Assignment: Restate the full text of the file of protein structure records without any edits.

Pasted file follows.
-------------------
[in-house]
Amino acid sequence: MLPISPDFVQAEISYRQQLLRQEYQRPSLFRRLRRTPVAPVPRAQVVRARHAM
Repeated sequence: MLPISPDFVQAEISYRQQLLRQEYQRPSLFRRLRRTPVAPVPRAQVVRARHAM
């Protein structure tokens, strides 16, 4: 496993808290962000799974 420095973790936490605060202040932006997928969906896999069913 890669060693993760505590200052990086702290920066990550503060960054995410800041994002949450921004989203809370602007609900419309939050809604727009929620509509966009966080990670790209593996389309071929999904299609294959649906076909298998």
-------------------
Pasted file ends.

[in-house]
Amino acid sequence: MLPISPDFVQAEISYRQQLLRQEYQRPSLFRRLRRTPVAPVPRAQVVRARHAM
Repeated sequence: MLPISPDFVQAEISYRQQLLRQEYQRPSLFRRLRRTPVAPVPRAQVVRARHAM
């Protein structure tokens, strides 16, 4: 496993808290962000799974 420095973790936490605060202040932006997928969906896999069913 890669060693993760505590200052990086702290920066990550503060960054995410800041994002949450921004989203809370602007609900419309939050809604727009929620509509966009966080990670790209593996389309071929999904299609294959649906076909298998």